Apparently a traditional Cuban dish, Moro de habichuelas negras is black beans and rice all mixed together in one pot to cook. The word “Moro” means “Moor” (think: Othello) and thus refers to the black beans. Moros y Cristianos — Moors and Christians — is another name for this dish I’m come across, cristianos referring to the white rice. What these names intimate is the history behind the Muslim-Christian encounters in Spain and North Africa, a history transported to the Caribbean and commemorated by food. In my interpretation, though, this isn’t just a story of conflict, but of ultimately merging together. Moro needs both elements to be this tasty, and as a product of the US and the Dominican Republic (a blend in its own right), I’m all for mixing.
The recipe I adapted this from says it yields four servings… maybe four HUGE servings, but I decided to keep this proportion of ingredients because this dish keeps well both in the fridge and in the freezer It microwaves really well (just sprinkle a little water on top beforehand), and is perfect for a quick lunch, part of dinner, or in a burrito.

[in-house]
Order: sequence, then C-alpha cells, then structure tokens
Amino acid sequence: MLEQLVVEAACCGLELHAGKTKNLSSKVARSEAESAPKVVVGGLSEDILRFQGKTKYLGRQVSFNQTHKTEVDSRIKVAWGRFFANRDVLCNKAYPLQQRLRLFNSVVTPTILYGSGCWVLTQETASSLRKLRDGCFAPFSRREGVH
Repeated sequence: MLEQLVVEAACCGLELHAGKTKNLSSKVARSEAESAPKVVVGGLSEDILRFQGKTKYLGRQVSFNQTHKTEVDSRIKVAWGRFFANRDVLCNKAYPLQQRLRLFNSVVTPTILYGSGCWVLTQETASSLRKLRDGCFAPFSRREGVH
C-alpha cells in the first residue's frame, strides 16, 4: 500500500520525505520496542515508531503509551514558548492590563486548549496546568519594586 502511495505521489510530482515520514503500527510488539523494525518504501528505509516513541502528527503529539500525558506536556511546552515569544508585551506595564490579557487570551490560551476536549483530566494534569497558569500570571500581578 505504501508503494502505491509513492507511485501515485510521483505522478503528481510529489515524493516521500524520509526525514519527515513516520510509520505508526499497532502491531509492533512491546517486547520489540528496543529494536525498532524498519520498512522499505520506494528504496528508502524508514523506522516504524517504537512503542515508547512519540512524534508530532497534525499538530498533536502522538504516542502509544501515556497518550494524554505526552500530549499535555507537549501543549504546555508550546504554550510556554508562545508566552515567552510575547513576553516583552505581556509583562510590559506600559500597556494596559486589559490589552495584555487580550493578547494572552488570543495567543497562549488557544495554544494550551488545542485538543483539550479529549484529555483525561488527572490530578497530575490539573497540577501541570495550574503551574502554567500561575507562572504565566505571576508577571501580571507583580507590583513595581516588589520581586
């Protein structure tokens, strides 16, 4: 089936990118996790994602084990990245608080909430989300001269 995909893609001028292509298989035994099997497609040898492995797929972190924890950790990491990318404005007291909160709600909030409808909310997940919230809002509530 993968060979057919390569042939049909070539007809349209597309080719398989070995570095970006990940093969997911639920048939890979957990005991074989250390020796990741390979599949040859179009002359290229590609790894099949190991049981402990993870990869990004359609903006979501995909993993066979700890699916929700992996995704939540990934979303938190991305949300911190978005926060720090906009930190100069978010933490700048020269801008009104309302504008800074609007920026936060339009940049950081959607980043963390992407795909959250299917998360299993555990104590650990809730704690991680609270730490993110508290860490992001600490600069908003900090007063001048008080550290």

4 cups white rice
2 cups cooked black beans (going with a can of Goya makes this faster, but you can also follow my own Dominican bean recipe)
6 cups water
1 Tablespoon tomato paste
a few slices of green bell pepper
pinch of oregano
1/2 teaspoon garlic, minced
1 teaspoon parsley, finely chopped
1 teaspoon cilantro, finely chopped
1/2 Tablespoon salt (to taste)
1. If you aren’t using a can of beans, cook them a la Dominicana. I usually try and make a big batch and freeze whatever I’m not going to use since it does take a while. Skip step 2 if you use the recipe I linked to.
2. In a large pot, heat about 1 Tablespoon of canola oil on medium heat. Add bell pepper, oregano, parsley, cilantro and garlic, saute for a minute. Add cooked beans and tomato paste, and stir to combine all the flavors.
3. Add water and rice to your pot, as well as the salt. Stir to combine and let it all come to a boil. Stir occasionally to keep from sticking. When the surface water has evaporated, stir once more and cover with a tight fitting lid.
4. Set the heat to low, and simmer for about 20 minutes. Uncover, stir, and then cover your pot again. Turn off the heat and wait an additional 5 minutes — the steam will unstick the rice from the pot!
5. Eat alone, as a side dish, or in a burrito for lunch 🙂